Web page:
The following news items were drawn from the archives of the Mail Tribune 100 years ago.
Jan. 28, 1919
HOW TO PUT MEDFORD ON THE MAP AGAIN
The Medford Commercial club came into existence about 15 years ago, superseding the Old Medford Board of Trade, then almost as dormant as the present Commercial club.
Medford at that time was a sleepy village of about 1,500 inhabitants, with no paving. Its streets, mud holes, almost impassable; its sidewalks mostly single file board walks.
A few old timers got together and proceeded to wake things up. Among them were W. I. Vawter, Judge Wm. M. Colvig, J. E. Envart, J. D. Heard, J. D. Olwell, J. S. Howard, J. A. Perry, Dr. J. M. Keene, I. L. Hamilton. Dr. J. F. Reddy, Dr. C. R. Ray, Dr. F. B. Pickel, and many of the business men in town and the country.
A soliciting committee was appointed and proceeded to go round up all the rest of the merchants and business men in town to join the club and incidentally assessed them from $1 to $15 per month and the banks were held up for from $25 to $35 per month.
A fund of about $600 was soon raised for advertising the resources of Medford and the surrounding country.
A committee was sent to Portland and obtained an agreement from the Southern Pacific railroad, that they would print the literature at cost and would advance at least as much money for advertising as the Medford Commercial club.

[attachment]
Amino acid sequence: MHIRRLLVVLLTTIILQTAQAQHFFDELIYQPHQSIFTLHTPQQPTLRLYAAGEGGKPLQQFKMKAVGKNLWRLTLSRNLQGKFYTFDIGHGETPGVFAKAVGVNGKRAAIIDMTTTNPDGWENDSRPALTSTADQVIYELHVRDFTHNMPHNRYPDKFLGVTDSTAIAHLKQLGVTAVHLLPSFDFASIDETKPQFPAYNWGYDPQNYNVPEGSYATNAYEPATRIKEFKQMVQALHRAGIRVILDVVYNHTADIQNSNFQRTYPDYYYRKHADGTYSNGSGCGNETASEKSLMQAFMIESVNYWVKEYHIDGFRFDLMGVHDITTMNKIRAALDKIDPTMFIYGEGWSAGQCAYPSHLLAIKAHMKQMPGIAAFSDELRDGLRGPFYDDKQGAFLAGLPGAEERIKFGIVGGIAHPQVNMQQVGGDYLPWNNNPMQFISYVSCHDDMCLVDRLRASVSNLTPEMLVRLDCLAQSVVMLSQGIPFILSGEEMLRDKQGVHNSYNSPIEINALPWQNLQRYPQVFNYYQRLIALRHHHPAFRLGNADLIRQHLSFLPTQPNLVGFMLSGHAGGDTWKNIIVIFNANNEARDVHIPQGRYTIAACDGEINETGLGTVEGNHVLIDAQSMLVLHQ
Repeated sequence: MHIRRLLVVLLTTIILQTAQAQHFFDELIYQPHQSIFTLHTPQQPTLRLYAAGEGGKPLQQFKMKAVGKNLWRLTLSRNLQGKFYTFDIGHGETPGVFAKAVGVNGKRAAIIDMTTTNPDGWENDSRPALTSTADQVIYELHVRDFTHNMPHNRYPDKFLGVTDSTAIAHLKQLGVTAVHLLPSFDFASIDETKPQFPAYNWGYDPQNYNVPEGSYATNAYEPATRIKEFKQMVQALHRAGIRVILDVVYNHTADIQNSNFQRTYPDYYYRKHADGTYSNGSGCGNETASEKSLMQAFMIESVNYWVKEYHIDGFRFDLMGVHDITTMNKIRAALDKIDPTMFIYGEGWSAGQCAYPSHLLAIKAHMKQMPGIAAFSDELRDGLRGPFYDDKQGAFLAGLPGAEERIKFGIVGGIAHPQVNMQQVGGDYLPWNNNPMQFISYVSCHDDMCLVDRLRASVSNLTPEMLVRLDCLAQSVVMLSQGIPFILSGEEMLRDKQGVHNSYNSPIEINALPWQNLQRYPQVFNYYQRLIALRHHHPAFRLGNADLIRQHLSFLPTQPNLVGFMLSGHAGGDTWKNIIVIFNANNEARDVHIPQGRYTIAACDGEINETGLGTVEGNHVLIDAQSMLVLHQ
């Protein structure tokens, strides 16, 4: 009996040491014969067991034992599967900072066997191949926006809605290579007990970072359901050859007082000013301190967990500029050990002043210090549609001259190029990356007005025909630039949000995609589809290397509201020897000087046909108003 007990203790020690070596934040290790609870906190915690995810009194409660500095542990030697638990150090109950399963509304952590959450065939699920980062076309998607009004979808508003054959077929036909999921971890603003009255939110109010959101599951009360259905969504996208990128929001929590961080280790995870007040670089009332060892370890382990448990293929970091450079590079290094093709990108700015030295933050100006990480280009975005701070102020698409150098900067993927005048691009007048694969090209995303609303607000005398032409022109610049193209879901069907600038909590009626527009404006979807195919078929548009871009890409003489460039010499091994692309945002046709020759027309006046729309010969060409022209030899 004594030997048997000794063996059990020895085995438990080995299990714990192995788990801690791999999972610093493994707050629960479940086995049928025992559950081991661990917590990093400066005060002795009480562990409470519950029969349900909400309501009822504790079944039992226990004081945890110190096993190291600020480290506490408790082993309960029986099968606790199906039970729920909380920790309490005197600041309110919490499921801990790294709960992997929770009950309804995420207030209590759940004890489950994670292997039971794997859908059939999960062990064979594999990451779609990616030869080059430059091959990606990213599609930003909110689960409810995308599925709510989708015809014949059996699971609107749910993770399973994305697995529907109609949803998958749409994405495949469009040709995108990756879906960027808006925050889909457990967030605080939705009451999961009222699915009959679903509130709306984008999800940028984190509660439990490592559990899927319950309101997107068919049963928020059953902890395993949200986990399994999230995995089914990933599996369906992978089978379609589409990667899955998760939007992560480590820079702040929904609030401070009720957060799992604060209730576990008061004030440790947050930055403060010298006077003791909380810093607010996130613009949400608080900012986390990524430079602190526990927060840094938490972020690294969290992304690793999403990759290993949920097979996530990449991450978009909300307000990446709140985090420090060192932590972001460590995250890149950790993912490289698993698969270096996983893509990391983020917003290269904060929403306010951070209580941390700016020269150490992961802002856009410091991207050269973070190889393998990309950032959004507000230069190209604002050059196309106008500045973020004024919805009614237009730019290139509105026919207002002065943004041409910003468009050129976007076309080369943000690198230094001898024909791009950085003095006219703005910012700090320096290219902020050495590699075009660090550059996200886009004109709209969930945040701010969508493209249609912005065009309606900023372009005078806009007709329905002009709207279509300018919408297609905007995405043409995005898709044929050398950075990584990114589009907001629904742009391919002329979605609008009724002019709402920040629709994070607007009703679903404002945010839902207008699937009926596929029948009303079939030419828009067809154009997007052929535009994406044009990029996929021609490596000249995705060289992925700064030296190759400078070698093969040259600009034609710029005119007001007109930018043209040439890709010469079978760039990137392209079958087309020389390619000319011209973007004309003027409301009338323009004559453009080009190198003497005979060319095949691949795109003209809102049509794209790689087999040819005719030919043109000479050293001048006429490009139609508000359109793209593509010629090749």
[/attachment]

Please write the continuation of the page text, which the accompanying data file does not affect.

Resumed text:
This started the Southern Pacific advertising campaign among all the principal towns and counties in the state of Oregon.
The need of a good live newspaper was apparent, so a committee was appointed to get busy, and they did. The Mail Tribune was the result.
Medford is languishing today. Not because it was over-boomed and decidedly not for lack of resources, but simply for lack of advertising and a spirit of pessimism among its merchants and business men.
There is more reason today for optimism then there was 15 years ago. The town has six times the population. Its streets and sidewalks are the best in the state. It is becoming the leading wholesale and manufacturing center in southern Oregon. Its bank deposits and business transactions have increased manifold.
In the past, Medford business men have dug up as high as $5,000 per year for advertising and promotion and to the subscribers, it was acknowledged, the best investment they ever made.
What has been done in the past can be done in the future and on a much larger scale, because there is a better foundation to work upon.
A city is made by the optimistic spirit of its citizens. “Optimism promotes growth, pessimism decline.”
For more stories like this, check out “The Archive,” a podcast series at mailtribune.com/podcasts